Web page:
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Quentin Tarantino’s father Tony Tarantino has added his voice to the campaign against his son’s criticism of police, issuing a statement in which he said the two-time Oscar-winning writer-director was “dead wrong” to call police “murderers”.
“I love my son and have great respect for him as an artist but he is dead wrong in calling police officers, particularly in New York City where I grew up, murderers,” Tony Tarantino said.
“He is a passionate man and that comes out in his art but sometimes he lets his passion blind him to the facts and to reality.
“I believe that is what happened when he joined in those anti-cop protests,” Tarantino said. “I wish he would take a hard, dispassionate look at the facts before jumping to conclusions and making these kinds of hurtful mistakes that dishonour an honorable profession.
“We have many friends and relatives who have served honorably in the NYPD and the LAPD and clearly, they risk their lives to keep the rest of us safe. Cops are not murderers, they are heroes.”
The statement was issued via the Patrolman’s Benevolent Association, the New York City police union whose chief, Paul Lynch, first called for a police-led boycott of Tarantino’s movies after the filmmaker took to the stage at the Rise Up October rally in Washington Square, New York, on Saturday October 24 to denounce police responsible for fatal shootings as “murderers”.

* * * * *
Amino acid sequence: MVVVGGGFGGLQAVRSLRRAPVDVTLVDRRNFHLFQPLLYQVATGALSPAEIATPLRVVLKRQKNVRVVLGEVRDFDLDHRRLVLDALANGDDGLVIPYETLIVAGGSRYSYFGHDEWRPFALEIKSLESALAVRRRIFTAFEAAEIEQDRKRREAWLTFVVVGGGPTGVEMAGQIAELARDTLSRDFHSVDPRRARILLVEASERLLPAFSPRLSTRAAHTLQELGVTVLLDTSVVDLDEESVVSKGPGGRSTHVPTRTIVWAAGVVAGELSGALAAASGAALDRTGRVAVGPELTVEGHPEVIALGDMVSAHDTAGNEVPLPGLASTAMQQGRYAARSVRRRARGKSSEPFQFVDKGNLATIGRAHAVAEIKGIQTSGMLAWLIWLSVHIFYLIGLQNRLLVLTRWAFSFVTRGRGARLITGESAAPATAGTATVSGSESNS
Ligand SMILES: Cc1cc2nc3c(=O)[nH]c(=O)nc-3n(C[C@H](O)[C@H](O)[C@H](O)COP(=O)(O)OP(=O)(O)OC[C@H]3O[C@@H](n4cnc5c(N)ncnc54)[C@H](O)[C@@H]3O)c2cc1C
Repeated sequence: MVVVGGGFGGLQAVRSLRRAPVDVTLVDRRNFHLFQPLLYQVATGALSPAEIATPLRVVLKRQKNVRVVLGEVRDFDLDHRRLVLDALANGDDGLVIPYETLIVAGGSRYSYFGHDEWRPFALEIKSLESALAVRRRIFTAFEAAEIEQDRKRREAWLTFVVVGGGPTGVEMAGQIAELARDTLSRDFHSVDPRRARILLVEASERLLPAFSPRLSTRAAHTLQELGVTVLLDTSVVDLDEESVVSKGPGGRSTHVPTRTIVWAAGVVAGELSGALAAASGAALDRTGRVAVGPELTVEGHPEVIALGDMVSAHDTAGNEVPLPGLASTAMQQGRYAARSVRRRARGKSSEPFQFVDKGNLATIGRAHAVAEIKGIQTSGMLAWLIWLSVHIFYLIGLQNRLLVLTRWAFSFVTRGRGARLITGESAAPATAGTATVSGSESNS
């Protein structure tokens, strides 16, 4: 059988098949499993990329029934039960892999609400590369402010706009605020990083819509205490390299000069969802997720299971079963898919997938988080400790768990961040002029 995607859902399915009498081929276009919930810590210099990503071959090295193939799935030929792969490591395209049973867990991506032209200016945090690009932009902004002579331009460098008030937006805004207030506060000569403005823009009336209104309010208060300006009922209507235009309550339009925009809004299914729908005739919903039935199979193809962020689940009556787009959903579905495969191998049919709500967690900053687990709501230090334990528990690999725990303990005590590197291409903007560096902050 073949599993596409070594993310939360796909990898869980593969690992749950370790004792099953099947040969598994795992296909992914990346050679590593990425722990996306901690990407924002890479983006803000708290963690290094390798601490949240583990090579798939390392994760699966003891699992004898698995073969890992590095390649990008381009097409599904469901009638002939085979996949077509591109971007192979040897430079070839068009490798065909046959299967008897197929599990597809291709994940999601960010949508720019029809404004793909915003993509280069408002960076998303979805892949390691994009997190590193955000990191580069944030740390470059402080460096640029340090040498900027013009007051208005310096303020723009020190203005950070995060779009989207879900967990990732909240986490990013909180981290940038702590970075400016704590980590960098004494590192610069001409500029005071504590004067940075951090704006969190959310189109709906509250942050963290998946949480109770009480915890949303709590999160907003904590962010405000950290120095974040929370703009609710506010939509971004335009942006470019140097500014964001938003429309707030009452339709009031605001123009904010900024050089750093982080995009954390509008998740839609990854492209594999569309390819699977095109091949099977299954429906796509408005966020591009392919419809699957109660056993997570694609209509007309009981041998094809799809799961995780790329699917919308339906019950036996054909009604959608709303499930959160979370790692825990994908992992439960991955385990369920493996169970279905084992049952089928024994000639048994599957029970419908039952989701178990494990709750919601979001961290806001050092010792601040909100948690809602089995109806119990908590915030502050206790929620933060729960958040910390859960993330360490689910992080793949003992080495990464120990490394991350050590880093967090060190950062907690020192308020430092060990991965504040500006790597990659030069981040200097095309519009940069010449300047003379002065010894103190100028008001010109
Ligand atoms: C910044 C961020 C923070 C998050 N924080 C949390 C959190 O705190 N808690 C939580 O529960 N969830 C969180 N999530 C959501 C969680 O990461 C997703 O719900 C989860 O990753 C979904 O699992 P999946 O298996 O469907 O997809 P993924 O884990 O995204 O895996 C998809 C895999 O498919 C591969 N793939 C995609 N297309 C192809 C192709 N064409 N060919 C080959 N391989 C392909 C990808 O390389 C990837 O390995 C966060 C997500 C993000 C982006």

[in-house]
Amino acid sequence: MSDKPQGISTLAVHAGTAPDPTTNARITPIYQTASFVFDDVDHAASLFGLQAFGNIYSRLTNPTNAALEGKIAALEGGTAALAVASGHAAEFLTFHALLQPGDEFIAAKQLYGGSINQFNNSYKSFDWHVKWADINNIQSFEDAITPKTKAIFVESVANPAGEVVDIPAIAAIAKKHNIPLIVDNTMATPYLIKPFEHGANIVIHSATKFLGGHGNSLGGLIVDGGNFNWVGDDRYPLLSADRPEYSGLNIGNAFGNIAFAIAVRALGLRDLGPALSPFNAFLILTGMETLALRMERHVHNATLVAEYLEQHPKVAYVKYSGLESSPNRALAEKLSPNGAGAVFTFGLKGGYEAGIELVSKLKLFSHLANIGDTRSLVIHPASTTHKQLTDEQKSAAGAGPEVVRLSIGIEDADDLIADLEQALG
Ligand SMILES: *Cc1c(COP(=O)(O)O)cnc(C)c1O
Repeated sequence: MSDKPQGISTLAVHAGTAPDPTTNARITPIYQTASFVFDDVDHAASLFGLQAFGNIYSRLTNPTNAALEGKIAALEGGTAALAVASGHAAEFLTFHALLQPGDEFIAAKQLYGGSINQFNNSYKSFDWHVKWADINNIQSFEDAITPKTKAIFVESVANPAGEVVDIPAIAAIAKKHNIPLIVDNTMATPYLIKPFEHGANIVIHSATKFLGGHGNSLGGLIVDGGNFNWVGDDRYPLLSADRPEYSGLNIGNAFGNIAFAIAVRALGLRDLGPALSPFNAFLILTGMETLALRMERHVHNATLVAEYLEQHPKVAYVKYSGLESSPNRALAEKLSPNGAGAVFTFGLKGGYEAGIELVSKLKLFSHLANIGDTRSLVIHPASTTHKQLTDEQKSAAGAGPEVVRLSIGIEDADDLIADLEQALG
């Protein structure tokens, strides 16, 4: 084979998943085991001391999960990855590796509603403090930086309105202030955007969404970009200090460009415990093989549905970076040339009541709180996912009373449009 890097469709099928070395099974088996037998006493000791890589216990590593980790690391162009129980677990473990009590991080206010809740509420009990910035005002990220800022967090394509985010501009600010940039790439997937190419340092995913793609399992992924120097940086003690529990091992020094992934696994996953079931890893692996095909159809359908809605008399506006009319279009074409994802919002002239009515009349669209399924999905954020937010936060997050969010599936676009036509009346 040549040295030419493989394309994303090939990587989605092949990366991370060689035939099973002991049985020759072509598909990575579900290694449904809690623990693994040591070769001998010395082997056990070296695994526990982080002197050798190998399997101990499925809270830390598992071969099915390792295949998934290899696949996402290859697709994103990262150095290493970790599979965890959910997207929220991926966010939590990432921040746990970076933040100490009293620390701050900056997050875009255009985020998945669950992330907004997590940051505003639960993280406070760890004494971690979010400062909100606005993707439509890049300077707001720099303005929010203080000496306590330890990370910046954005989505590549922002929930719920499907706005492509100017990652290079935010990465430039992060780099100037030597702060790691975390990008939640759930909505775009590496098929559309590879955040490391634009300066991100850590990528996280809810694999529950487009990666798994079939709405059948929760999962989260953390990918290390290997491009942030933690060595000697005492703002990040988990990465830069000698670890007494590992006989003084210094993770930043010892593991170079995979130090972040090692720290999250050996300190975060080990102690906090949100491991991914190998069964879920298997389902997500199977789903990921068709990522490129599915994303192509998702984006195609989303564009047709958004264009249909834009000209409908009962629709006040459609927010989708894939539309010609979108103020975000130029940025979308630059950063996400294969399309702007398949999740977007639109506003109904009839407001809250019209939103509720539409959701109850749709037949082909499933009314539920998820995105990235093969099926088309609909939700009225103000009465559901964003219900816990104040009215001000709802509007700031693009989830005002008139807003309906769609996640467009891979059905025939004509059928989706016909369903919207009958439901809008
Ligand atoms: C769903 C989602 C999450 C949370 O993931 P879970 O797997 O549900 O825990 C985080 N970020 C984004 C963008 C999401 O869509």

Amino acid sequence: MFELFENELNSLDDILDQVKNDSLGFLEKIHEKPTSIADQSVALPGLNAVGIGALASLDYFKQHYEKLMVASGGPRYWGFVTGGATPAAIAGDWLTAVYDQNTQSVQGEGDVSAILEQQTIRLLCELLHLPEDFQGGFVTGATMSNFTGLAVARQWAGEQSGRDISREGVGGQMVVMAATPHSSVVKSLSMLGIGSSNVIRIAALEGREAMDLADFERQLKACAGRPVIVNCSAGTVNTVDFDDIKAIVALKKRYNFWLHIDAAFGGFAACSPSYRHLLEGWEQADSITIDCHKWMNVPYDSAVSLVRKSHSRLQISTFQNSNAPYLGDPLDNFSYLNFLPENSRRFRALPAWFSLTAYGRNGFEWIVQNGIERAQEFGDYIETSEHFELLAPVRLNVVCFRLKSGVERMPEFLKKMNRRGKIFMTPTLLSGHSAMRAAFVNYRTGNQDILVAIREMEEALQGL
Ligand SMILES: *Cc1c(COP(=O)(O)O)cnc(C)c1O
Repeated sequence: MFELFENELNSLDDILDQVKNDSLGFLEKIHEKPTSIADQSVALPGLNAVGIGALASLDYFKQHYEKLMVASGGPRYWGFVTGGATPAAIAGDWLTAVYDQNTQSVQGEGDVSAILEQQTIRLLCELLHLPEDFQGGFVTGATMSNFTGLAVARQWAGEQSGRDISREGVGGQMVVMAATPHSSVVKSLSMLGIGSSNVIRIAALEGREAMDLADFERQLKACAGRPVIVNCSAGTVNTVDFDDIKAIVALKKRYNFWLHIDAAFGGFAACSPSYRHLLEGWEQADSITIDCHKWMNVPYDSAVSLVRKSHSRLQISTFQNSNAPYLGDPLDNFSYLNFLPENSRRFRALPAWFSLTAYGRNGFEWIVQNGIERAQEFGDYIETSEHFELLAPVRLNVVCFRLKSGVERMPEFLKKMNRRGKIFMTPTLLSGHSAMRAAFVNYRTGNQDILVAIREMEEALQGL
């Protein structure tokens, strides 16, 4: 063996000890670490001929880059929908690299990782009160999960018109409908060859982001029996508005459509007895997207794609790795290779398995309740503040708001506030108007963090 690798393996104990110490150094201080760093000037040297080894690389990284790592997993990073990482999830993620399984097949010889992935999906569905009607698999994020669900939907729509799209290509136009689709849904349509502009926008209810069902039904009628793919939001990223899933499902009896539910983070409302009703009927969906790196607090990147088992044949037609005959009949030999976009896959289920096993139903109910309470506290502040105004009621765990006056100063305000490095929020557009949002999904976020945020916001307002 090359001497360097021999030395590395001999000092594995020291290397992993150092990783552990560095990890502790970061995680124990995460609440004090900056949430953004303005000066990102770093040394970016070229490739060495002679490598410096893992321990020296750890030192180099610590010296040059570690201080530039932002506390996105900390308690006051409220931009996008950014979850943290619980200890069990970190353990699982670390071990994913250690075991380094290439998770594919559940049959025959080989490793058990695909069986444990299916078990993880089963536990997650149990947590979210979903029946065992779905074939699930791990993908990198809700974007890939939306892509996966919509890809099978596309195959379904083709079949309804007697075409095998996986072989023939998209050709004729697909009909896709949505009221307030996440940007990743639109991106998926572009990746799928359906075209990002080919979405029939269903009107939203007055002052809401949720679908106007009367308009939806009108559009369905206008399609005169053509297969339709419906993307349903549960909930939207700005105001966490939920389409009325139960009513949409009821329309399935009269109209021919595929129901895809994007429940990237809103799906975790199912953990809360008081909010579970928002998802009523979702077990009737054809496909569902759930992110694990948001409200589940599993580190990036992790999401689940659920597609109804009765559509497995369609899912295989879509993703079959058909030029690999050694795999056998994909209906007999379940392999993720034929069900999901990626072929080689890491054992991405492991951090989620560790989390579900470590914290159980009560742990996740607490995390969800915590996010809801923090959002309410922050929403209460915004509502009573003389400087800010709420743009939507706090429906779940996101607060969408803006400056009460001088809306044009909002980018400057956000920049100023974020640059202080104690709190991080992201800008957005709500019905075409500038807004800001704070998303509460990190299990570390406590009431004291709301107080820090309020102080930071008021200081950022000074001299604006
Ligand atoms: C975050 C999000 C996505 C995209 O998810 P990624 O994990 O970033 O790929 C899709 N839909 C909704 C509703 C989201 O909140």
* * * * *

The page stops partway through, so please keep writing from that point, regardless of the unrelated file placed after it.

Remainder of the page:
According to the website killedbypolice, 986 people have been killed by police in the US in 2015 alone.
Tony Tarantino’s comments will be welcomed by a campaign that has seen police unions in Philadelphia, Los Angeles and New Jersey echo the boycott move, but to Quentin Tarantino it is likely to be little more than an irritant.
In a 2010 interview with the UK’s Telegraph, he said “I never knew my father. That’s the thing. I never knew him.”
“He wanted to be an actor,” he added. “Now he’s an actor only because he has my last name. But he was never part of my life. I didn’t know him. I’ve never met him.”
Quentin Tarantino’s next film, The Hateful Eight, will be released worldwide from early January 2016.
It is slated for limited release in the US from Christmas Day, a move designed to make it eligible for Oscar consideration. To be eligible, a movie must have played to paying customers in a cinema in Los Angeles County for at least one week in the calendar year before the awards ceremony.
It remains to be seen what impact, if any, the boycott will have on the chances of Tarantino, who has twice won the best screenplay award, for Pulp Fiction in 1995 and Django Unchained in 2013.
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